Corvallis and most of the other techies hated this idea because of its sheer bogosity, which was screamingly obvious to any person of technical acumen who thought about it for more than a few seconds. If their pattern-recognition software could identify the moving travelers and vectorize their body positions well enough to translate their movements into T’Rain, then it could just as easily notice, automatically, with no human intervention, when one of those figures was walking the wrong way and sound the alarm. There was no need at all to have human players in the loop. They should just spin out the pattern-recognition part of it as a separate business.

Richard understood and acknowledged all of this—and did not care. “Did you, or did you not, tell me that this was all marketing? What part of your own statement did you not understand?” The purpose of the exercise was not really to build a rational, efficient airport security system. It was, rather (to use yet another of those portentous phrases cribbed from the math world), an existence proof. Once it was up and running, they could point to it and to its 100 percent success rate as vindicating the premise of APPIS, which was that real-world problems—especially problems that were difficult to solve because of hard-wired deficiencies of the human neurological system, such as the tendency to become bored when given a terrible job—could be tackled by metaphrasing them into Medieval Armed Combat scenarios, and then (here brandishing two searingly hip terms from high tech) putting them out on the cloud so that they could be crowdsourced.

The system, despite its bogosity—which was fundamental, evident, and frequently pointed out by huffy nerd bloggers—immediately became a darling of hip West Coast tech-industry conferences. APPIS had to be turned into a separate division and expanded onto a new floor of the office building in Seattle, which conveniently had been vacated by an imploding bank. New ideas and joint venture proposals rushed in, like so many wrong-way goblins, at such a pace that the APPIS staff could scarcely blow their Horns of Vigilance fast enough. The underemployed nerds of the world, impatient with the slow pace at which Corporation 9592’s in-house programmers bent to their demands, began to generate their own APPIS apps. The most popular of these was a system that would accept low-quality video of a corporate meeting room, supplied by a phone, and transmogrify the scene into a collection of hairy, armored warlords sitting around a massive plank table in a medieval fortress. Whenever a meeting participant lifted a bottle of vitamin water or a skinny nonfat latte to his or her lips, the corresponding avatar would quaff deeply from a five-liter tankard of ale and then belch deeply, and whenever someone took a nibble from a multigrain bar, the avatar would bite a steaming hunk of meat from a huge leg of lamb. PowerPoint presentations, in this scenario, were turned into vaporous apparitions hanging in numinous steam above a sorcerer’s kettle. In the first version of the app, the horn-helmeted avatars all said exactly the same things that the corresponding humans did in the real-world conference room, which made for some funny juxtapositions but wore thin after a while. But then people began to create add-ons so that if, for example, someone’s clever new proposal got trashed by a grouchy boss, the event could be rendered as a combat scene in which the hapless underling’s severed head wound up on the end of a spear. Large swaths of the global economy were, it now seemed, being remapped onto their T’Rain equivalents so that they could be transacted in a Medieval Armed Combat setting. Demonstrable improvements in productivity were being trumpeted every day on the relevant section of Corporation 9592’s website (by a medieval herald, naturally, and with an actual trumpet).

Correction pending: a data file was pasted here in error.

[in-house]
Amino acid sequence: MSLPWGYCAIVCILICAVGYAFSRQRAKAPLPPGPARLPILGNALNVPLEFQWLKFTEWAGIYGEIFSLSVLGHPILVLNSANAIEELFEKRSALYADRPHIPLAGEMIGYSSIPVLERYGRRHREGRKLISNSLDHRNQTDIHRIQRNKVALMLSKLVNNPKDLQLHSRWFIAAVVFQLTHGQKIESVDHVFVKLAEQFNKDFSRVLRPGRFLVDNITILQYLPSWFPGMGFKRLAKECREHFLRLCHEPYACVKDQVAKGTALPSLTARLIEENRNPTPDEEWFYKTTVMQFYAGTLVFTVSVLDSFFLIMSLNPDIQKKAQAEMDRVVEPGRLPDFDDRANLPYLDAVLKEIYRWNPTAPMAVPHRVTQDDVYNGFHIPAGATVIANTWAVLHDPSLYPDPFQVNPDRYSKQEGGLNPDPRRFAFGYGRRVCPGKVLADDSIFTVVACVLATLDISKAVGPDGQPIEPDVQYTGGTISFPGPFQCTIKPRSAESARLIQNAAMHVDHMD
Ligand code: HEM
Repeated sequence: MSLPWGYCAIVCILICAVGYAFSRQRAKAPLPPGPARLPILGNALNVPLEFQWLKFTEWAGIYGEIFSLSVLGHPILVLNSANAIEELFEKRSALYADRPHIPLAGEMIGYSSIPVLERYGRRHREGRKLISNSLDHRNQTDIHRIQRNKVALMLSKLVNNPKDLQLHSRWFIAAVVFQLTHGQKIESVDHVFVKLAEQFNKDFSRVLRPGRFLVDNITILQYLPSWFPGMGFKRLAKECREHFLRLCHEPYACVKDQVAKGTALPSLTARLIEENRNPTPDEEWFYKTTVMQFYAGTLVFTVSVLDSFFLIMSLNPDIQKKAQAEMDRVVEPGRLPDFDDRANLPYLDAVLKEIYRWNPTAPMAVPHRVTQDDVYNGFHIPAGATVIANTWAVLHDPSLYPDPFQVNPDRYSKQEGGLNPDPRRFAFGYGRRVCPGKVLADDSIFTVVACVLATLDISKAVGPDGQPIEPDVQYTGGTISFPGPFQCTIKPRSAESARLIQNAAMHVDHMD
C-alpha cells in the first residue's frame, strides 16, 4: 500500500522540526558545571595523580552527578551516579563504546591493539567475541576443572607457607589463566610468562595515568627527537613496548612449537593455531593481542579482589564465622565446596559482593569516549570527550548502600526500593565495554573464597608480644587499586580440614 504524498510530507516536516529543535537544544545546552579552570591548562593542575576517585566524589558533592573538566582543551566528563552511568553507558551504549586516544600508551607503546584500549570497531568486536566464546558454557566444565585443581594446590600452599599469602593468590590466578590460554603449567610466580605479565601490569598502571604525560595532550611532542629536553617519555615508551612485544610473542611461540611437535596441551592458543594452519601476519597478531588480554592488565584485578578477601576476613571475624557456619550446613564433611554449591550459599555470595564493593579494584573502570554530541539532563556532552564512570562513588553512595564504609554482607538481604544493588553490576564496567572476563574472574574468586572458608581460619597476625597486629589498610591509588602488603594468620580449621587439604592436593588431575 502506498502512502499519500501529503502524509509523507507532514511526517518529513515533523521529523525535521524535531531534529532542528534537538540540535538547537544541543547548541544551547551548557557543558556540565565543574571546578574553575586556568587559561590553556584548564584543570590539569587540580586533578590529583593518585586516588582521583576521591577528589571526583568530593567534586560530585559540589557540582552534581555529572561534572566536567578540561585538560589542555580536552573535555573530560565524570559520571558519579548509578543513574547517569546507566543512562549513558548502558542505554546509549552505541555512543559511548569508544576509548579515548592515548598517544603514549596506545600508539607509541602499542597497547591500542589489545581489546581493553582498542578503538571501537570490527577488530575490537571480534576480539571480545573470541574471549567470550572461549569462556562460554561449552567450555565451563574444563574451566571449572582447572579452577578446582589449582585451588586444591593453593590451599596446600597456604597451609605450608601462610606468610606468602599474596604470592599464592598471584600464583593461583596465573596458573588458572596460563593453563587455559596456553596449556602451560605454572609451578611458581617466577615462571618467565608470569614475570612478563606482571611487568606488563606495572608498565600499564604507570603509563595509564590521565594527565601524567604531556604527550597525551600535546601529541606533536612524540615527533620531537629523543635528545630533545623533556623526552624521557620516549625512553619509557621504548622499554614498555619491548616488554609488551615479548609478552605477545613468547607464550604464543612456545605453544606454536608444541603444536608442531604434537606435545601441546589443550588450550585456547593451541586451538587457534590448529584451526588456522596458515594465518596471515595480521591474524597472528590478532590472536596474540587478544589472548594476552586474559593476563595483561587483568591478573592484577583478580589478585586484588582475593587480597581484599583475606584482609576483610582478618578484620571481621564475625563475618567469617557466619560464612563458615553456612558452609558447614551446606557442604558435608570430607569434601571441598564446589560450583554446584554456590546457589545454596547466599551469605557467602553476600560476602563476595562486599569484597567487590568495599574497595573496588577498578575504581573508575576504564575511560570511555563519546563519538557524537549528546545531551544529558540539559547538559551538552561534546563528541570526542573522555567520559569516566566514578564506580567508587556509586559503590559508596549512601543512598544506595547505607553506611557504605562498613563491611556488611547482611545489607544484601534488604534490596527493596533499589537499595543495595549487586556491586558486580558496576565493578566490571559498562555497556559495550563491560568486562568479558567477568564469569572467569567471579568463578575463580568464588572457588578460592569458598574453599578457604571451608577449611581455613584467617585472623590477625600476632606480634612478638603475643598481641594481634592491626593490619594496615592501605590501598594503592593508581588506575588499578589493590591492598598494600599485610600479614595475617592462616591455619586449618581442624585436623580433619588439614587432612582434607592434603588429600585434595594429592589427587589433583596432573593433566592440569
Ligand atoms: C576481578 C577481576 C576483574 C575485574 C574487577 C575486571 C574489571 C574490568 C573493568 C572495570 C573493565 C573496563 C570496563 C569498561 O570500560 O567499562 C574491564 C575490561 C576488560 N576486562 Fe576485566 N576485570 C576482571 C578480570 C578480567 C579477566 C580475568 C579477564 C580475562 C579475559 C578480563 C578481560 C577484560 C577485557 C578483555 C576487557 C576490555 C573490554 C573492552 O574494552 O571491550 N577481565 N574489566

Richard insisted, only half in jest, that he wanted to see 10 percent of the global economy moved into T’Rain. Or at least 10 percent of the information economy. But since the information economy had now got its fingers into just about everything, this wasn’t much of a limitation. Factory workers watching widgets stream off the assembly line, inspecting them for defects, ought to be able to metaphrase their work into something way more neuron grabbing, such as flying up a river valley on a winged steed, gazing into its limpid waters at the rocks strewn up its channel, looking for the one that contained traces of some magical ore.

Which was also, as C-plus patiently explained, a ridiculous idea, since any machine-vision algorithm smart enough to convert a defective widget into an ore-containing boulder in a virtual river valley was smart enough to just sound a buzzer on the assembly line and flag the offending unit without involving human beings or virtual fantasy worlds. To which Richard responded, with equal if not greater patience, that he still didn’t give a shit because this was ultimately about marketing, and the crazy apps that random people on the Internet were writing were much better than anything he, Richard, could ever come up with.